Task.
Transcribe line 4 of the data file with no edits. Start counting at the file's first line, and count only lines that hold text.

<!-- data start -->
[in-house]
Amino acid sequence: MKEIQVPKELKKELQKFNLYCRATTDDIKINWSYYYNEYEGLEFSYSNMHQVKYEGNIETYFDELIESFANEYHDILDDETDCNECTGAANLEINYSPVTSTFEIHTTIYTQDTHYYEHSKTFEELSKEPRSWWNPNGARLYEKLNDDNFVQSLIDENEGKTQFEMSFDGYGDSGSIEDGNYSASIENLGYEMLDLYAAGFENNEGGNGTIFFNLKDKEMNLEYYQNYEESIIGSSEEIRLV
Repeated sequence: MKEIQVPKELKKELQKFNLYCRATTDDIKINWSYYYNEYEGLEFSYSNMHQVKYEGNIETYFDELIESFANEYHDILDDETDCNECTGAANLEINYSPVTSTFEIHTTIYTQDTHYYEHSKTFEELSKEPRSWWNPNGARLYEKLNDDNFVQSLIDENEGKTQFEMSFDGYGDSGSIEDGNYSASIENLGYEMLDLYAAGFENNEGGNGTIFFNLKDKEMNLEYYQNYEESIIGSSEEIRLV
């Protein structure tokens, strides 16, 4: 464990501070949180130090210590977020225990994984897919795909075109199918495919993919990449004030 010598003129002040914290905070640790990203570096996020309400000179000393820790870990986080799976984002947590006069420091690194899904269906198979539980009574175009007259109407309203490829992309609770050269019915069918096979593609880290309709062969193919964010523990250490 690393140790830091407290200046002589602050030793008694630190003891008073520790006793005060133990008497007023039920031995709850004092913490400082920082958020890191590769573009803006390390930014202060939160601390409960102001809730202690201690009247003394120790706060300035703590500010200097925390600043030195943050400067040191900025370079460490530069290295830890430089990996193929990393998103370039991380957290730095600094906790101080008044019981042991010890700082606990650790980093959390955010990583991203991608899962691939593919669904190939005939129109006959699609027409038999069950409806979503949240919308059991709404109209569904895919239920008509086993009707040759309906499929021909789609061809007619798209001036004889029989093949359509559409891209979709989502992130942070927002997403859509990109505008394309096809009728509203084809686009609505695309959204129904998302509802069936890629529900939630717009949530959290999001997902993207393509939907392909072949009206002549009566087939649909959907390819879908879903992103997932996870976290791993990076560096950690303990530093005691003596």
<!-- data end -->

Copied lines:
């Protein structure tokens, strides 16, 4: 464990501070949180130090210590977020225990994984897919795909075109199918495919993919990449004030 010598003129002040914290905070640790990203570096996020309400000179000393820790870990986080799976984002947590006069420091690194899904269906198979539980009574175009007259109407309203490829992309609770050269019915069918096979593609880290309709062969193919964010523990250490 690393140790830091407290200046002589602050030793008694630190003891008073520790006793005060133990008497007023039920031995709850004092913490400082920082958020890191590769573009803006390390930014202060939160601390409960102001809730202690201690009247003394120790706060300035703590500010200097925390600043030195943050400067040191900025370079460490530069290295830890430089990996193929990393998103370039991380957290730095600094906790101080008044019981042991010890700082606990650790980093959390955010990583991203991608899962691939593919669904190939005939129109006959699609027409038999069950409806979503949240919308059991709404109209569904895919239920008509086993009707040759309906499929021909789609061809007619798209001036004889029989093949359509559409891209979709989502992130942070927002997403859509990109505008394309096809009728509203084809686009609505695309959204129904998302509802069936890629529900939630717009949530959290999001997902993207393509939907392909072949009206002549009566087939649909959907390819879908879903992103997932996870976290791993990076560096950690303990530093005691003596």